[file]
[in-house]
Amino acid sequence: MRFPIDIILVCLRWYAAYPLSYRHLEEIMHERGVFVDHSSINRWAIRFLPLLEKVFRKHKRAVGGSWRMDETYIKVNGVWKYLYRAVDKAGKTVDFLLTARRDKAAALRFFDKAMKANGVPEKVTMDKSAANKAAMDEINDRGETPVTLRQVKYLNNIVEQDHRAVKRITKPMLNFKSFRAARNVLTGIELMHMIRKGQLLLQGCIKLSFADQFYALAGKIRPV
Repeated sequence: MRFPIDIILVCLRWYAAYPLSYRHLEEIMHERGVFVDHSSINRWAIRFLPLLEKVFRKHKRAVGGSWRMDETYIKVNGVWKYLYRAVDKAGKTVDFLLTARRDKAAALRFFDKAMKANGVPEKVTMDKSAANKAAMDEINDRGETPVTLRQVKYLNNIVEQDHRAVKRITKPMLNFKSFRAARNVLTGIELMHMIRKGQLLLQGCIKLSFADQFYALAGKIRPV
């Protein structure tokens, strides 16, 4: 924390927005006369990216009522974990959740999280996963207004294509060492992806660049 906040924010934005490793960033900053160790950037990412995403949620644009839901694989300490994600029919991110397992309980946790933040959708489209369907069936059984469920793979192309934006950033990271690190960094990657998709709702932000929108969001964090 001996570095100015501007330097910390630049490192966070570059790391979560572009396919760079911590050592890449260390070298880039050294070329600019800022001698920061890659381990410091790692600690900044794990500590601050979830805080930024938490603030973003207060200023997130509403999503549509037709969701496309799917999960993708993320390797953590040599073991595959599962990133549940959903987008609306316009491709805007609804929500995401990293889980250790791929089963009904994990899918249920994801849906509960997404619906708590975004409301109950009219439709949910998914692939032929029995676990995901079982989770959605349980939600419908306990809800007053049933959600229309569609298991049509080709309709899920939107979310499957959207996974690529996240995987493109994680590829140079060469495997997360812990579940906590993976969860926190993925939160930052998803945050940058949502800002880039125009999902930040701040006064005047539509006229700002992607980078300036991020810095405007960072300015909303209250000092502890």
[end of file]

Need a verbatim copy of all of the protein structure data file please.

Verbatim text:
[in-house]
Amino acid sequence: MRFPIDIILVCLRWYAAYPLSYRHLEEIMHERGVFVDHSSINRWAIRFLPLLEKVFRKHKRAVGGSWRMDETYIKVNGVWKYLYRAVDKAGKTVDFLLTARRDKAAALRFFDKAMKANGVPEKVTMDKSAANKAAMDEINDRGETPVTLRQVKYLNNIVEQDHRAVKRITKPMLNFKSFRAARNVLTGIELMHMIRKGQLLLQGCIKLSFADQFYALAGKIRPV
Repeated sequence: MRFPIDIILVCLRWYAAYPLSYRHLEEIMHERGVFVDHSSINRWAIRFLPLLEKVFRKHKRAVGGSWRMDETYIKVNGVWKYLYRAVDKAGKTVDFLLTARRDKAAALRFFDKAMKANGVPEKVTMDKSAANKAAMDEINDRGETPVTLRQVKYLNNIVEQDHRAVKRITKPMLNFKSFRAARNVLTGIELMHMIRKGQLLLQGCIKLSFADQFYALAGKIRPV
């Protein structure tokens, strides 16, 4: 924390927005006369990216009522974990959740999280996963207004294509060492992806660049 906040924010934005490793960033900053160790950037990412995403949620644009839901694989300490994600029919991110397992309980946790933040959708489209369907069936059984469920793979192309934006950033990271690190960094990657998709709702932000929108969001964090 001996570095100015501007330097910390630049490192966070570059790391979560572009396919760079911590050592890449260390070298880039050294070329600019800022001698920061890659381990410091790692600690900044794990500590601050979830805080930024938490603030973003207060200023997130509403999503549509037709969701496309799917999960993708993320390797953590040599073991595959599962990133549940959903987008609306316009491709805007609804929500995401990293889980250790791929089963009904994990899918249920994801849906509960997404619906708590975004409301109950009219439709949910998914692939032929029995676990995901079982989770959605349980939600419908306990809800007053049933959600229309569609298991049509080709309709899920939107979310499957959207996974690529996240995987493109994680590829140079060469495997997360812990579940906590993976969860926190993925939160930052998803945050940058949502800002880039125009999902930040701040006064005047539509006229700002992607980078300036991020810095405007960072300015909303209250000092502890």